Banks on Writing: “Trust the Process”

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Before reading from his latest novel, The Darling, Russell Banks told an audience at the Kelly Writers House that he was still “kind of tinkering” with the prose. Banks fans might find scant space for improvement in such characterizations as: “She’s a drug-free, home-schooled, vegan virgin from Vermont, childlike and winsome on the surface, but on the inside tight as a fist.” The writer, however, admitted that he never felt he had “a great fluency or natural gift. I think partially because of my … Protestant working-class New England background, I mistrusted language and felt inept and inadequate [around it].” 

What the author of CloudsplitterRule of the Bone, The Sweet Hereafter, and Affliction does possess is “a great yearning to try to make my stories connect to the larger world, to the larger issues that concern me personally,” he said. “And so I found that essentially the only way I could overcome my own lack of fluency, my own intellectual ineptitude, is to trust the process, the process of writing.”

One of three Writers House Fellows for 2004 (along with Lyn Hejinian and James Alan McPherson), Banks spent two days here in February, sharing within these intimate quarters how “the process” works for him. In addition to his evening reading—from a novel set partly in Liberia and partly on the upstate New York farm of a former sixties activist—he met with undergraduates taking the Writers House Fellows Seminar. The next morning he took part in a brunch and question-and-answer session moderated by Writers House faculty master Al Filreis. 

Among other topics, he talked about truth and fact in historical fiction. “Anything I read in the newspapers, anything told to me in a bar by a drunk, or even a sober person … anything I dream, to me all of this exists on the same plane of availability for fiction,” he said. “The main question for me with regard to using historical material is plausibility.”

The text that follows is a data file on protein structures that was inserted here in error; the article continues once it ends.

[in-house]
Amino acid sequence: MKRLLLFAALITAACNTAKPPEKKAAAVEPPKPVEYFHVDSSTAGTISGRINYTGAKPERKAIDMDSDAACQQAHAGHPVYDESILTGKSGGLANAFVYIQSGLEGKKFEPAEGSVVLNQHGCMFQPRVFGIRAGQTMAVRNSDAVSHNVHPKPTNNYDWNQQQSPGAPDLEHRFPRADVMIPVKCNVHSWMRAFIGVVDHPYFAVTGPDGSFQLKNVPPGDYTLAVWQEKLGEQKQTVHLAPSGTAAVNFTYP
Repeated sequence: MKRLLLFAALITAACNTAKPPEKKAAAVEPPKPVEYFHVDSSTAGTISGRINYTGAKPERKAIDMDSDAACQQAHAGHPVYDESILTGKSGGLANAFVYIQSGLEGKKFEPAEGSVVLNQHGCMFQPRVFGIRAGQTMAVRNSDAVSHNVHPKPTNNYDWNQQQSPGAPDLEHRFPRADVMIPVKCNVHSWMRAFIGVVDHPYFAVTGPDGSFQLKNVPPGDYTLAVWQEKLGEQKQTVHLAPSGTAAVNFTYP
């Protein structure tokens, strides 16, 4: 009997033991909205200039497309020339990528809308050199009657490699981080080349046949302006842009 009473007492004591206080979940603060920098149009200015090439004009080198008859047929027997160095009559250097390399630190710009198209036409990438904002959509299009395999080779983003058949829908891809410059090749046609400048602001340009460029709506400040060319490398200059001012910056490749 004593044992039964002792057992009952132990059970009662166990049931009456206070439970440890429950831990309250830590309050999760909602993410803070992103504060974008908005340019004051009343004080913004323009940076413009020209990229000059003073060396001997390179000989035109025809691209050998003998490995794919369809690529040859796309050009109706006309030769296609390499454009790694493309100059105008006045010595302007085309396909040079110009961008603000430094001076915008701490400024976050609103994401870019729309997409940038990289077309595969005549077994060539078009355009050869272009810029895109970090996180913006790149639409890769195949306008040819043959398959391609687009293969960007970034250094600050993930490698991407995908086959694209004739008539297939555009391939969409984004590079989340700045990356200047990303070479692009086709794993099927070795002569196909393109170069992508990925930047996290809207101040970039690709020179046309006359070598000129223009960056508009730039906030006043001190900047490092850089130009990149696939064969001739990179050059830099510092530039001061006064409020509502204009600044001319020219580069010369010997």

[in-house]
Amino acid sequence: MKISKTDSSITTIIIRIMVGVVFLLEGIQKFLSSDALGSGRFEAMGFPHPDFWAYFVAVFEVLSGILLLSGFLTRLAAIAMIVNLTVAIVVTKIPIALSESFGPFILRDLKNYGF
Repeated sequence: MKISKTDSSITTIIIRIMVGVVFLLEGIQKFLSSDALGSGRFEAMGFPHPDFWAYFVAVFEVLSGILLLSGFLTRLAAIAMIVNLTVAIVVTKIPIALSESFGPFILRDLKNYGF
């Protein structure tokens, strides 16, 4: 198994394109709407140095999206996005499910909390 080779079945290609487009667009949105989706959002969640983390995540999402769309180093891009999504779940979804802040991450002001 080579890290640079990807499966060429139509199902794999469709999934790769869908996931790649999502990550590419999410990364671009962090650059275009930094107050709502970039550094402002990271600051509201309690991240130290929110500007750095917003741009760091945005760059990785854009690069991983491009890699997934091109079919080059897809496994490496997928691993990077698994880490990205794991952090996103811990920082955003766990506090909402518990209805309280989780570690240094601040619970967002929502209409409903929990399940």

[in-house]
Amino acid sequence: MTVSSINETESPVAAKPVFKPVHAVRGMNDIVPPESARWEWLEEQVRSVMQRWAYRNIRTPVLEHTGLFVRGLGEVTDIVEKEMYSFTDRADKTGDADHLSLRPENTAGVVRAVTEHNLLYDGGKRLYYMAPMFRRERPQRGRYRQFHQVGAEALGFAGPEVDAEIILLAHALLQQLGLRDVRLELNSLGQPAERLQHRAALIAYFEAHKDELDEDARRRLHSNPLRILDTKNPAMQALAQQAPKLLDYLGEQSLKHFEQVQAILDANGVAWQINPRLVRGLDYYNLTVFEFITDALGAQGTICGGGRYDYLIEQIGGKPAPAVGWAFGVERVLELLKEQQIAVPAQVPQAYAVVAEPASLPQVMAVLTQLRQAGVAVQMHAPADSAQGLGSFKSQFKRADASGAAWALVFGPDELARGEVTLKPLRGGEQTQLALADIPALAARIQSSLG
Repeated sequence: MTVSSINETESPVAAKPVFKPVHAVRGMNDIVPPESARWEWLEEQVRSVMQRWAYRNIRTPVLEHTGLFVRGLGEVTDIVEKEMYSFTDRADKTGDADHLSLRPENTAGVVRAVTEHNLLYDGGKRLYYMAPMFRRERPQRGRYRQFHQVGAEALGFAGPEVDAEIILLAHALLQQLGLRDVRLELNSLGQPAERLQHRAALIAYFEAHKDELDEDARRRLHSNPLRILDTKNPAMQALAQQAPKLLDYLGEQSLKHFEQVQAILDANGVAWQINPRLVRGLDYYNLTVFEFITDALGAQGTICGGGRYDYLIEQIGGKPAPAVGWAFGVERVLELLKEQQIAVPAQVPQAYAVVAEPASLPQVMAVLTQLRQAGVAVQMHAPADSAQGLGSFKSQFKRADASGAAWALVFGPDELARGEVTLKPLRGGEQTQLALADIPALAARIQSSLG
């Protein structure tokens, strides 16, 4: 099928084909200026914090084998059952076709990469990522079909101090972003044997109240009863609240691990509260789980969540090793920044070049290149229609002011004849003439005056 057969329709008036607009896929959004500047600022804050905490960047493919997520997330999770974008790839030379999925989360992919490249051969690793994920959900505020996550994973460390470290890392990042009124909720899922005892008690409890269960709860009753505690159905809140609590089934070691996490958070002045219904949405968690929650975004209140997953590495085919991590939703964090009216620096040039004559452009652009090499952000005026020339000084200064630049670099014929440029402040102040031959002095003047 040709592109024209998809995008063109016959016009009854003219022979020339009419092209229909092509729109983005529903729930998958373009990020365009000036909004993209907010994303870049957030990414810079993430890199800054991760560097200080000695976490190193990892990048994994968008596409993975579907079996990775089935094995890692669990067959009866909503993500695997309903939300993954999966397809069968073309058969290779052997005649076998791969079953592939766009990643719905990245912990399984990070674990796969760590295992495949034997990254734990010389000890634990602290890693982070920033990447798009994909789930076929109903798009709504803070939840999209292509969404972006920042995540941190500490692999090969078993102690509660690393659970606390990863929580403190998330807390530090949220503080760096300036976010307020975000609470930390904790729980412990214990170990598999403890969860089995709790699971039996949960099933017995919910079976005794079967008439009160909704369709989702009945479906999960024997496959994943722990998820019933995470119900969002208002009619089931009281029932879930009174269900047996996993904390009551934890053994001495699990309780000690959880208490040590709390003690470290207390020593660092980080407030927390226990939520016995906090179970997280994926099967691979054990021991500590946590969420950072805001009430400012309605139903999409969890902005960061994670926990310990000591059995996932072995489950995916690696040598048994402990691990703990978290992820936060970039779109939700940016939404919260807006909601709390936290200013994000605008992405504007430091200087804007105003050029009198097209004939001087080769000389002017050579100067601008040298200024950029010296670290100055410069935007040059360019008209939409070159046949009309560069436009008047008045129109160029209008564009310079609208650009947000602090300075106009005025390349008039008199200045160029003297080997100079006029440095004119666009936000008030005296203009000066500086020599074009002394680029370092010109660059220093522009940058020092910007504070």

In writing Cloudsplitter, based on abolitionist John Brown, Banks kept the main facts in order while changing a few details that weren’t part of the general public’s knowledge. This drew the ire of some historians. 

“There was an early passage in the novel when Brown’s family goes up into the Adirondacks and crosses along the Cascade lakes, which are described as shaped like a scimitar. I wanted the image in there because it’s a huge event later in the book when they use swords to butcher pro-slavery families in Kansas. [The local historian] calls me up. Her name was Ms. McKenzie.” 

“She said, ‘The road didn’t go there in 1848.’” 

“I said, ‘I know.’” 

“She said, ‘You know? But that road didn’t go there in 1848.’” 

“And I said, ‘I don’t care, Ms. McKenzie.’”

Most authors do care, however, about creating realistic characters. Banks seemed touched when one reader at the session told him, “Your characters seem so real, and I was wondering if you feel … there’s a future for your characters outside of your books.”

“Yes. Sometimes I like to think they’re all living in a commune in New Hampshire, a really dysfunctional place,” he joked. “It is true that certain characters in my mind live on—they’re the young ones [whose] destinies haven’t been worked out yet. I don’t think I’ll ever revisit them and find out [what happened], but I do miss them.”

 S.F.

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